Underwater charm, from sand dollars to sea lions
by Sara E. Wacker
Aug 22, 2009 | 2174 views | 0 0 comments | 7 7 recommendations | email to a friend | print
PHOTO BY SARA E. WACKER
A curious California sea lion.
PHOTO BY SARA E. WACKER A curious California sea lion.
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PHOTO BY SARA E. WACKER
A guitarfish at La Jolla Shores.
PHOTO BY SARA E. WACKER A guitarfish at La Jolla Shores.
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Scott Welchons (left) and Mike Angel inspect their gear before diving at La Jolla Shores.          
 PHOTO BY SARA E. WACKER
Scott Welchons (left) and Mike Angel inspect their gear before diving at La Jolla Shores. PHOTO BY SARA E. WACKER
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From the friendly garibaldi to the jovial California sea lion, there is much to see below San Diego’s waters.

There are close to 50 named dive sites throughout San Diego and North County’s coast, including seven at La Jolla Shores, eight in La Jolla Cove, six among Wreck Alley’s collection of diveable shipwrecks in San Diego Bay, 10 in North County and six in Point Loma. Some of the most popular are:

La Jolla Shores is the most frequently dived site in San Diego and often the most used diving instruction site. Ample parking, lots of grassy space for instructors to set up for their classes and the underwater topography make for good conditions here even when other places are washed out.

“The reason I like to instruct here is that it’s very safe — wide-open spaces, plenty of room for everyone, nice sandy, sloping bottom, not a lot of obstacles or hazards, within the recreational dive limits [with regard to depth],” explained Virginia “V” Hatter, a PADI instructor. “La Jolla Shores is also good for open-water training because the first few dives are limited to 40 feet and there’s plenty to see here at 40 feet. The next two dives (dives three and four) are limited to 60 feet. And up to and at 60 feet, there’s a real nice [Scripps] Canyon. You can get your dive students safely within their limits into the canyon to where they can see that and the different marine life that is living in that area. It’s very versatile.”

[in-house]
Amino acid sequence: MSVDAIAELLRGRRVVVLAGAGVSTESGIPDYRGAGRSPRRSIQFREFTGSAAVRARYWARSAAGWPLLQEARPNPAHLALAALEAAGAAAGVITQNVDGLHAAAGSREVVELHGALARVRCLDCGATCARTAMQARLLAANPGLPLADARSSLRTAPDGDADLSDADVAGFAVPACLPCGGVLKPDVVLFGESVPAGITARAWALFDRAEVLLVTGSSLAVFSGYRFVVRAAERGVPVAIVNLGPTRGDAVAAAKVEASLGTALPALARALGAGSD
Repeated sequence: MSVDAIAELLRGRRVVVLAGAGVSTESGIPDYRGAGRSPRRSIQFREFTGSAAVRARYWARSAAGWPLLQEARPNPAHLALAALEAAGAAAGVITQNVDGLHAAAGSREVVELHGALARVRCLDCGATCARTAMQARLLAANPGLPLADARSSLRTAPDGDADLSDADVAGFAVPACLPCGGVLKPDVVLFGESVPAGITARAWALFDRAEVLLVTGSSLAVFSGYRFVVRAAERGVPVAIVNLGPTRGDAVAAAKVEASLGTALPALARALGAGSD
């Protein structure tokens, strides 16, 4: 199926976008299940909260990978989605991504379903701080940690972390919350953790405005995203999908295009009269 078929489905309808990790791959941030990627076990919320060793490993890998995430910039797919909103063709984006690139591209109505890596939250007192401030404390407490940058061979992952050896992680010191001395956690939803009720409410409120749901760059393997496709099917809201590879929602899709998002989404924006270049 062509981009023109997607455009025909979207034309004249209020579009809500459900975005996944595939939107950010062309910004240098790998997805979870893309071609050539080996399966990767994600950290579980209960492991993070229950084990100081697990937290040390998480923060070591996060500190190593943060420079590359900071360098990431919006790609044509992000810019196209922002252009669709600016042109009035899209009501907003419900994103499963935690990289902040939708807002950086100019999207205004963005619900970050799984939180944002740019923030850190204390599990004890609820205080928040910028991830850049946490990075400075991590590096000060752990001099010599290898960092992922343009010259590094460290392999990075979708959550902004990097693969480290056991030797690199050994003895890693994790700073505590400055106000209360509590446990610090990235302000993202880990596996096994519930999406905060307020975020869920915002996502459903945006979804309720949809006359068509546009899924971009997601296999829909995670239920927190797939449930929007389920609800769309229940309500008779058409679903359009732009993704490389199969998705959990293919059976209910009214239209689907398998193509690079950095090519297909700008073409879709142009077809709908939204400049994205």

“For navigation purposes, it’s very easy to dive, because this beach faces due west, and if you are headed west you’re heading out into the ocean; heading east, you’re coming back into your base camp; heading south, heading towards the cove; heading north, heading towards the pier, so as far as navigation, it is very easy to negotiate,” she added.

The Shores is an ecological reserve, The La Jolla Underwater Park and Ecological Reserve. The bottom is sandy and slopes gradually to about 30 feet deep; after that, the slope increases down to about 60 feet deep, where Scripps Canyon and various walls begin. Dives at the Shores can be boring with a vast sand bottom and little sea life or completely remarkable when you see bat rays, sea lions or leopard sharks.

“I really enjoy the sand dollars,” said Nick Cunningham of San Marcos, who just moved back from Catalina and has spent the last two weekends diving. He has not had much experience diving San Diego. Wreck Alley is next on his list.

La Jolla Cove is another great spot, if the surf is low. The Cove has shallow rock reefs with a lot of fish and other living creatures. Parking can be the biggest challenge, so plan for an arrival of 7 a.m. or earlier.

“I like the diversity of life,” said Scott Welchons of Carlsbad. “La Jolla Shores is a great local dive; easy to do.”

He said the surroundings are what make La Jolla Shores different than the Cove. “La Jolla Cove has the rocky edges going down into the ocean, a lot of sea grass, kelp and a rocky bottom. Here [La Jolla Shores], just as you see the beach, you’ve got a flat sandy plain going out to the [Scripps] Canyon and drops down — so you’ve got a little bit of a difference in how you go out and what you’re going to see.”

 

Marine Room is one of San Diego divers’ hidden gems. The entrance to this dive site is a sidewalk and stairs on the south side of the Marine Room Restaurant (2000 Spindrift Drive). Due to the Marine Room’s shallowness, some divers opt to snorkel the 2- to 4-foot water directly in front of the restaurant.

Odds are good that leopard sharks, shovelnose sharks and stingrays will be seen, especially in the late summer. The same creatures and critters can be observed at 5 to 30 feet deep as the Cove, including large schools of fish, specifically California barracuda.